Plug-in car grant embraces vans, and will run till 2015

17 January 2012

Renault Kangoo ZE electric van

Electric car detractors, of which there are many, seized with glee on figures published earlier this month showing that only 1,052 plug-in cars were registered in the UK last year.

The number is certainly lower than some were hoping. In the run-up to the launch of the Nissan Leaf EV, for example, Nissan’s UK managers told me they were hoping to shift 2,000 in year one. Indeed, they said they wanted more, but had to make do with a share of limited factory capacity in Japan.

But low take up in 2011 doesn’t prove that electric cars are white elephants. Persuading business and public buyers of the merits of electric vehicles was always going to be a longer game. Fortunately the government believes more time is needed, and has resisted the temptation to throw in the towel, reallocate the money and run. Instead, today it extended its plug-in grant scheme it two directions – confirming that funds will remain available for electric car buyers until 2015, while also adding new grants for plug-in vans.

The government will contribute 20% to the cost of an electric van, up to a maximum of £8,000. The grant for cars remains unchanged at 25% of list price up to a maximum of £5,000. As before, it’s the makers not the buyers that must apply for the grants after each vehicle is sold, and vehicles must get the nod from the Office of Low Emission Vehicles to qualify for inclusion in the scheme. Not every eligible manufacturer has stepped forward - Tesla, for reasons it has yet to volunteer, has not applied for inclusion.

To be eligible for the new plug-in van grant, vans must be a new commercial vehicle under 3.5 tonnes and must come with at least a 3-year, 60,000-mile warranty including at three years of cover for the battery, plus a customer option to extend the battery cover to 5 years. Plug-in hybrids must be able to manage at least 10 miles on battery alone and score 75g/km or lower CO2 emissions on the combined cycle test. Purely electric vans must be able to travel at least 60 miles on a full charge. Qualifying vehicles remain to be announced.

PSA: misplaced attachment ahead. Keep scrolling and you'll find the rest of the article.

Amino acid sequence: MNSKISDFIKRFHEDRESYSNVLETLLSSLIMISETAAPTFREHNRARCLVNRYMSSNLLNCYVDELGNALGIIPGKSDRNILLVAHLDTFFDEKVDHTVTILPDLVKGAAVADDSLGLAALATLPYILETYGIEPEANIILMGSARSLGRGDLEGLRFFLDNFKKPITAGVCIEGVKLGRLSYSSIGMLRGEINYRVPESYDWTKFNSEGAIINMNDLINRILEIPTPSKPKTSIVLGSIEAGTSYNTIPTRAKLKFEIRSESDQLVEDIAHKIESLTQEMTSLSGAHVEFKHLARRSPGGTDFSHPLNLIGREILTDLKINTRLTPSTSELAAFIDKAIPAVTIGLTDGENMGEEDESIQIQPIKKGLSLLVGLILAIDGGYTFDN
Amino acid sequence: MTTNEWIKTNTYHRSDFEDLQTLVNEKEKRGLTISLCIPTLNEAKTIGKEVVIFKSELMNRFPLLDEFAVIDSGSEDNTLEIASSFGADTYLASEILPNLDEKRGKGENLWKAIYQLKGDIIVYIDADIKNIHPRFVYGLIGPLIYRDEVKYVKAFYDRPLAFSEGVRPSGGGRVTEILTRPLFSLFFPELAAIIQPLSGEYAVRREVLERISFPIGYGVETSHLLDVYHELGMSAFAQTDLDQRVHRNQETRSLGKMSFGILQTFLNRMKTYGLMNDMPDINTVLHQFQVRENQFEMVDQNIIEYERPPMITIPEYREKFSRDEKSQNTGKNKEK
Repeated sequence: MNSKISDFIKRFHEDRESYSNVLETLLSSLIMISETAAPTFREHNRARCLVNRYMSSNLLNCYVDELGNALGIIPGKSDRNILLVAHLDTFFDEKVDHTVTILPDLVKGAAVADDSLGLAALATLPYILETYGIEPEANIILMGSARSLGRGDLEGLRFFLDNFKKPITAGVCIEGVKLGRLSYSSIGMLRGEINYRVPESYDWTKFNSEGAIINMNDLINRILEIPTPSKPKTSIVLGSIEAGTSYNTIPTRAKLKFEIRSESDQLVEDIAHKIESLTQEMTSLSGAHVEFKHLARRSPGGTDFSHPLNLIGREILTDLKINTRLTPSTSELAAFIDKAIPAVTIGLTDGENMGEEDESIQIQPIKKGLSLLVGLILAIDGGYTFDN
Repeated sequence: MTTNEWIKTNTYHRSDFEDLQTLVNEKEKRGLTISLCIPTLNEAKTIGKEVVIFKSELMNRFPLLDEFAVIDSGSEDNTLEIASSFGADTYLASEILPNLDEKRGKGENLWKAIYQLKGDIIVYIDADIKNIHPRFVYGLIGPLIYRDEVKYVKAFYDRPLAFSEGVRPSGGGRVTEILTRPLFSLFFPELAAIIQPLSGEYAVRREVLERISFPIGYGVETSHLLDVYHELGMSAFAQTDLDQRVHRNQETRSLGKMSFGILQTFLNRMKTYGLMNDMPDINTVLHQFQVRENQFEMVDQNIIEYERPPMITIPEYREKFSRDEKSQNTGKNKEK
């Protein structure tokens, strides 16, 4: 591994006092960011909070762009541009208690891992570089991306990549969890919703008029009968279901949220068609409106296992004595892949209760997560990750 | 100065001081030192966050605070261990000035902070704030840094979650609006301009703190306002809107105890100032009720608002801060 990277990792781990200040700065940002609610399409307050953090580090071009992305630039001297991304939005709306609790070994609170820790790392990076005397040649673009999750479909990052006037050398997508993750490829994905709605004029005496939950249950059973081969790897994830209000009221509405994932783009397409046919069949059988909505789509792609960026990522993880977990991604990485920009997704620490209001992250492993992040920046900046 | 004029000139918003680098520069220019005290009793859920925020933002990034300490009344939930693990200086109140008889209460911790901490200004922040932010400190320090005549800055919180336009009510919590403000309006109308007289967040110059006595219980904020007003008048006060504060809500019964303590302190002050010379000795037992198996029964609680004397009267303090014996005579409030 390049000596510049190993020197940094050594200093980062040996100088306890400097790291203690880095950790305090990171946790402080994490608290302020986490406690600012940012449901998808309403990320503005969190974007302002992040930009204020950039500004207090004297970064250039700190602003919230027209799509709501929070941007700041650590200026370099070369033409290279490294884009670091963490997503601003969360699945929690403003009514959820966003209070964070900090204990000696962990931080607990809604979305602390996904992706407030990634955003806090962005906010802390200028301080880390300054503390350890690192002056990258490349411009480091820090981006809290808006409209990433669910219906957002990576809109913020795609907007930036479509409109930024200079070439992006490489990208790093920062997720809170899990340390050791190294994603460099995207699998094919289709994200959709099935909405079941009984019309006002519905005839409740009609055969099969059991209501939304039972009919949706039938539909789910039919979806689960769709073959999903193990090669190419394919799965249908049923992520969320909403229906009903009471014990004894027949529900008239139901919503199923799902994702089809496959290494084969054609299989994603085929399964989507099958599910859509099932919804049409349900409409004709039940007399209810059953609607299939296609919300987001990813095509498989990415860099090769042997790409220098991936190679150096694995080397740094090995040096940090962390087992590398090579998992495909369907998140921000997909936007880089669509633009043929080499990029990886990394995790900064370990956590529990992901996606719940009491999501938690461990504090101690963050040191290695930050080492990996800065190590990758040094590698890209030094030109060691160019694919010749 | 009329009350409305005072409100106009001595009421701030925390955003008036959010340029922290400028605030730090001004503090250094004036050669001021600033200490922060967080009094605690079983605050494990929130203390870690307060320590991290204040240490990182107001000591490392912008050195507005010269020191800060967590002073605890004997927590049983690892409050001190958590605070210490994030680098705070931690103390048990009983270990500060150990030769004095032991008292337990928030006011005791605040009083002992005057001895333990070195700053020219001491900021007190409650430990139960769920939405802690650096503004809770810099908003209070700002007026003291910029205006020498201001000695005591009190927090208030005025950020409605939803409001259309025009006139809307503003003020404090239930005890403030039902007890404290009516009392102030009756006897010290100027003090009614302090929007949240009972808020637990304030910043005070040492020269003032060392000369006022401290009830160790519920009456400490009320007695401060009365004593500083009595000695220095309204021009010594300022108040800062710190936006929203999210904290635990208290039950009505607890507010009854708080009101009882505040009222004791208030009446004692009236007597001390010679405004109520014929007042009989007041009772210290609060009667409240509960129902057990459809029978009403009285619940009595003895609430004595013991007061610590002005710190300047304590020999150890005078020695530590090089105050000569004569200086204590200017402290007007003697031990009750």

When the van scheme does get under way – probably within a month or so – the grant will cut the cost of Renault’s Kangoo ZE from £16,990 down to £13,592 before VAT, making it much closer in outlay to a diesel equivalent.

The new grants for vans join a host of existing incentives for businesses thinking of delivering with electricity, notably big corporate tax breaks compared with buying diesel or petrol light commercials, which ought to make an electric van a no-brainer. Except for the thorny issue of residual value, which has one of the biggest impacts on total life costs and is currently a bit of a guessing game.

A cynic might say that the government will be only too happy to continue funding a scheme with so few takers – it gets to enjoy the kudos of supporting a progressive, low-carbon initiative without actually having to pay for very much. But I trust there’s a bigger and longer-term political goal.

A pair of Renault Twizys

For me, the biggest disappointment is still that the grant doesn’t go far enough. I’d like to see the eligibility criteria expanded to include more inventive mobility solutions than battery powered cars and vans.

Later this year Renault will bring to market a genuinely daring, outside-the-box (possibly out of its tree) mobility solution in the shape of the Twizy urban electric runabout. It’s heartening to see government backing for the new breed of electric vans, but the lack of support for a real stick-your-neck-out product like the Twizy remains a tragedy.

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